NIGELLA Lawson is the pinnacle dinner party figure. She’s painted by her television programmes as the sumptuous hostess archetype. Her name sits atop cookbooks such as At My Table and she welcomes you into her home as a very pampered guest. You can hear her whisper “any more red?” as she hovers over your shoulder, ready to refill. Yet somewhat surprisingly, she told the BBC: “I’m not a formal dinner party person.”

There are weird presuppositions about dinner parties. The belief you need a seating plan with intricate place names and table setting; or wine which is partnered perfectly with the “notes” - whatever they refer to - of the main course; and perspicacious conversation which ignites polite debate. Long associated with “entertaining”, the dinner party has a reputation of an event which “entertains” awe and grandeur about one’s culinary skills and home furnishing,

The Times’ columnist Charlotte Edwardes spoke about dinner parties she can’t seem to get an invite to where “there is a fashionable game called gen-con being played… where the host will tap a glass and announce a structured “general conversation” about the topic du jour — presumably Brexit or how many sub-factions there are now in the People’s Vote campaign, or whether a safety pin should ever cost £325, even if it is made by Balenciaga to wear as an earring.” No soiree is alike, however this sort of contrived affair is what gives the dinner party a bad name.

There are some stereotypes about the dinner party which do ring true, however. That deeply rancorous feeling hours before friends arrive and sitting alone with a Deliveroo and Netflix never sounded so appealing. The realisation that you need a playlist; the scraping of plates must have a backing track that both appeases the friend who worships Britney and the I-go-to-alternative-gigs-and-enjoy-them friend.

By the time you’ve handpicked a song selection which you are horrendously insecure about, you’re behind schedule on the totally unrealistic plan you had to produce an ostentatious selection of crudites that will leave everyone too full for the main course.

Hosting goes hand in hand with flapping, fidgeting and fretting. Certain articles in The Guardian may encourage you to believe this is the beauty of hosting; the slowly accumulating stress that makes you re-evaluate whether you would rather be in this position or simply have no friends at all, with the latter being ever more attractive. A frenzied dash to the shop to splash out on luxury products and buy that extra-special supermarket hummus in the hope it will firmly etch this evening as a night to remember.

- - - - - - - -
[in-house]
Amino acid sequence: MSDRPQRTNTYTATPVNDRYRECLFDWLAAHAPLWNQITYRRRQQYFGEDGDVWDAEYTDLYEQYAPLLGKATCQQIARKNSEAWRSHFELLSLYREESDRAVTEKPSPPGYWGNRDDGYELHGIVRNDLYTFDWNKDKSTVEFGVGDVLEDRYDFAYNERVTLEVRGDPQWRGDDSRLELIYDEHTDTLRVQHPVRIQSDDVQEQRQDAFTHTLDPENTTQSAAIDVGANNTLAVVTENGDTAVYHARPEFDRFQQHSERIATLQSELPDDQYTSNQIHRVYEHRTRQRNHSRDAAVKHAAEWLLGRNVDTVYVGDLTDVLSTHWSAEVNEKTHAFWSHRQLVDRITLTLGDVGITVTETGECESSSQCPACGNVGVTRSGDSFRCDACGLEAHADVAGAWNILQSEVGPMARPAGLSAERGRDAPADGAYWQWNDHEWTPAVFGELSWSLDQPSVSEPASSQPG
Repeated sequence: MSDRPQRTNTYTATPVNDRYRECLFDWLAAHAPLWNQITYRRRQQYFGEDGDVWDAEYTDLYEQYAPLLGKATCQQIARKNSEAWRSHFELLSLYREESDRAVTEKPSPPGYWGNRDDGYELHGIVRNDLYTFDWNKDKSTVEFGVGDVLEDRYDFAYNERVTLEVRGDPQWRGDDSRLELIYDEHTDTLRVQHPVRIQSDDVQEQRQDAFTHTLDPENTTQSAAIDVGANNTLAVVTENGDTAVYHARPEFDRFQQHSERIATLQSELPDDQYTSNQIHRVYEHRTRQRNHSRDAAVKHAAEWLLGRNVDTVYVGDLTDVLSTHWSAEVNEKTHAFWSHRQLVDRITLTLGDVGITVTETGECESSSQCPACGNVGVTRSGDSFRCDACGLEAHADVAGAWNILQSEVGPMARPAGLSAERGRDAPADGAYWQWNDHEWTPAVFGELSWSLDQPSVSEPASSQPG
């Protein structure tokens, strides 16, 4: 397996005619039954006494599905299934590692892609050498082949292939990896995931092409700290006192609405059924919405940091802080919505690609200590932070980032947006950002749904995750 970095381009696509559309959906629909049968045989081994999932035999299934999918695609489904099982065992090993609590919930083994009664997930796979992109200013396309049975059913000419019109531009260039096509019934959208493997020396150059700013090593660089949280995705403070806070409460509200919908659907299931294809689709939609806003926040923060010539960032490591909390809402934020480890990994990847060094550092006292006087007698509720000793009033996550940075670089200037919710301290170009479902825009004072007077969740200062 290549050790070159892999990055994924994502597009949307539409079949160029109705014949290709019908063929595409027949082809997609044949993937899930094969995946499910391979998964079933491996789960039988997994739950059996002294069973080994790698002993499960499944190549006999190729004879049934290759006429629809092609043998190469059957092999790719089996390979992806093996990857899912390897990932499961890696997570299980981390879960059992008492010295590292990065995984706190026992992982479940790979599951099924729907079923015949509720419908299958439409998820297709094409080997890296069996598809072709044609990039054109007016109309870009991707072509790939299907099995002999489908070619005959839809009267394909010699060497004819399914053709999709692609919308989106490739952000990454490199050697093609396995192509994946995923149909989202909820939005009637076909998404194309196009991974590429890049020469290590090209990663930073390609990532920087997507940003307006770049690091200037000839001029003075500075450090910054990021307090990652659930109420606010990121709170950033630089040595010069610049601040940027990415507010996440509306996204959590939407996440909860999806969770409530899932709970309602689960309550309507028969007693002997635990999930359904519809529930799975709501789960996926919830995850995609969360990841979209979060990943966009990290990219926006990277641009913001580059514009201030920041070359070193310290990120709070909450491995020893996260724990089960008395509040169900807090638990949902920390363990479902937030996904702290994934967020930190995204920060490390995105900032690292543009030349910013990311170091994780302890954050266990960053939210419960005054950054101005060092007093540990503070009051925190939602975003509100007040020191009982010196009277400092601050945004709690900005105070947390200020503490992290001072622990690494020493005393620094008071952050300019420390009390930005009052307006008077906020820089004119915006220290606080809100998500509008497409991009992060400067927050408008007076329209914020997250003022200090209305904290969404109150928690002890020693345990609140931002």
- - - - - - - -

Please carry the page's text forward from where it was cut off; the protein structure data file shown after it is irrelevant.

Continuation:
Having your friends over should not induce gut-wrenching fear over whether you, your home, your food, your music taste or your conversation topics are good enough.

Like Nigella, I’m not into formal dinner parties. There are no strict rules, just common sense. Try not to arrive sharply on time, but if you do, you cut the strawberries. There will be no seating plan, just seat yourselves accordingly; why not make the night interesting and sit next to that one friend you find a bit bland? We all have one.

If you’re bringing dessert, there is no shame in bringing something you didn’t craft by hand. Although if I've made my love of your white chocolate rocky road known, use your common sense. Even using the exhausted and quite inaccurate cliche everybody-likes-cheesecake to guide your choice of pudding isn’t a sin (Although, for future reference, I’d say it’s more “everybody-will-eat-cheesecake”).

If you’re lucky enough to get your partner an invite - which I’m sure they’re thrilled about - try not to bring your arguments to the table. However at the end of the day, if we’re friends, it shouldn’t matter if the odd snide comment slips out. My dinner parties are not obliged to take place around a table - many of us don't have one these days. If you’re coming round for dinner and there’s at least two of you, we’re having a dinner party.

At my dinner parties, you’re my friend, not a guest. What’s mine is yours and the like. That means: give a hand with the dishwasher once dinner’s done and ignore me when I tell you “No, I’ve got it”. Help out with prep if you’re early, but don’t get in the way when I’m trying to disembark my pasta bake from the oven shelf in one piece. Put your alcohol wherever you can muscle it in the fridge and take it home at the end of the night; it’s not mine for keeping. Talk about why you voted Leave, Pep Guardiola, veganism, self-checkouts, Jo Swinson, Kanye’s new album, cultural appropriation, why you can’t relate to your boyfriend, the weather, private schools. There is no agenda. All you need to bring are basic table manners and a sense of humour.

Maybe we should just drop the term dinner party entirely. These people are your friends, not guests. Naturally there’s the odd plus one you may not know as well, but this is the beauty of gathering to eat together. A dinner party is having friends over; the atmosphere you create together is what makes it a party. Make your own rules. And a little (dinner) party never killed nobody. Just don’t forget the white chocolate rocky road.